The hope of heaven

Friday

 

Ephesians 1

 

English: Cross in the village of Úsilné, České...

English: Cross in the village of Úsilné, České Budějovice District, Czech Republic with the writing ‘Blessed be the Lord Jesus Christ’. Česky: Křížek v obci Úsilné v okrese České Budějovice s nápisem ‘Pochválen buď Pán Ježíš Kristus’. (Photo credit: Wikipedia)

 

17I pray that the God of our Lord Jesus Christ, the Father of glory, may give you a spirit of wisdom and revelation as you come to know him, 18so that, with the eyes of your heart enlightened, you may know what is the hope to which he has called you, what are the riches of his glorious inheritance among the saints.

 

The first words out of the mouth of Jesus in the Gospel of Mark are “The time has come.  The kingdom of God is near.”  It is the central message of Jesus.  God has drawn near to restore God’s governance of human life.  Jesus’ healings are signs of that dawning reign, for where God governs sin and disease and demons cannot.

 

This notion of the reign of heaven dawning on earth contrasts with the typical notion of heaven as the place you go when you leave behind this mortal coil.  The scriptures speak of ‘the heavens’ as the dome of the sky, the abode of God from whence God watches over the affairs of earth and sends his messengers to and fro.  And while the scriptures declare that nothing can separate us from the love of God and the visions of Revelation picture the martyrs at the throne of God, that image of the gathered saints is but a prelude to God’s ultimate purpose of restoring the world to himself.  The New Jerusalem is not on the clouds; it is on earth.  “Heaven” is a time, not a place; in front of us, not above us.  The Biblical vision is about resurrection, not immortality.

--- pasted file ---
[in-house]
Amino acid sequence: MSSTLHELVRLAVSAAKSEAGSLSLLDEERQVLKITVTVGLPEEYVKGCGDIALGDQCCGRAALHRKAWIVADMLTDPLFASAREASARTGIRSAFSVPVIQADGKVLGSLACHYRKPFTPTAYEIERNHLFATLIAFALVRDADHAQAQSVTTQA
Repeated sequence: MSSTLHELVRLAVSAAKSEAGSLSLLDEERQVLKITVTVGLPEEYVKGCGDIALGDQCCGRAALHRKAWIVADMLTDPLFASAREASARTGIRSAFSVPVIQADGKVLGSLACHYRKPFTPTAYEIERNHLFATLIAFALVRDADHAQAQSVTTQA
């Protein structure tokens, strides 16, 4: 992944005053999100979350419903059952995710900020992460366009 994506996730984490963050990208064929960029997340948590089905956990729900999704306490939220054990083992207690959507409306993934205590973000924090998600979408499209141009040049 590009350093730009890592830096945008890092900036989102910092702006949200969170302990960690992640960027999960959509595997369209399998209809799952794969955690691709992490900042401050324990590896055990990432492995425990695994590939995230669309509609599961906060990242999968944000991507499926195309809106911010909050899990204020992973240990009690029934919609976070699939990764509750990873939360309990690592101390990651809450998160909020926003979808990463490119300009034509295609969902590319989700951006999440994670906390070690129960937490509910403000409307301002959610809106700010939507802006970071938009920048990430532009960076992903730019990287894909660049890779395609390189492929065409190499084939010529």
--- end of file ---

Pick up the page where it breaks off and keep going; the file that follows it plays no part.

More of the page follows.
It doesn’t quite fit with our commonplace notion of a soul that is separate from the body.  The creed affirms faith in the resurrection of the body.  Jesus’ soul doesn’t go up to heaven after his death, something else happened, something we can’t quite comprehend or even imagine, but something that involved a body.  He ate with his followers.  He invited Thomas to touch the wounds.  He wasn’t held back by locked doors, but walked to Emmaus and cooked fish on a fire by the sea of Galilee.  Whatever it is that happened to Jesus perfected creation not abandoned it.

 

This idea of the resurrection of the body follows from God’s declaration that all creation is good.  Salvation, healing, wholeness, God’s ultimate purpose for us, doesn’t mean escape from our bodies; it means deliverance for them.  They are no longer bound by infirmity and disease, no longer bound by unclean spirits, no longer bound by sin and shame.  Tears are wiped away.  A feast is celebrated.  People and animals no longer devour one another.  Salvation involves love and laughter and song and dance.  Salvation includes rich foods and fine wine.  Salvation is pictured as a wedding feast that has no end.  Humanity is united with God like a bride to her groom.

 

This is our inheritance.  This is what Jesus willed to us in his last will and testament: a new covenant, when every debt that separates us from God is lifted away; when the will of God is written in the heart; when no one must be taught the way of God, the way of love; when God’s own Spirit guides and governs us all.

 

This is our inheritance.  This is the victory won in Christ.  And even now the table is set for us.  Even now the Spirit is available to us.  Even now the life of the age to come is open to us; even now we are able to draw on that inheritance of life made whole.

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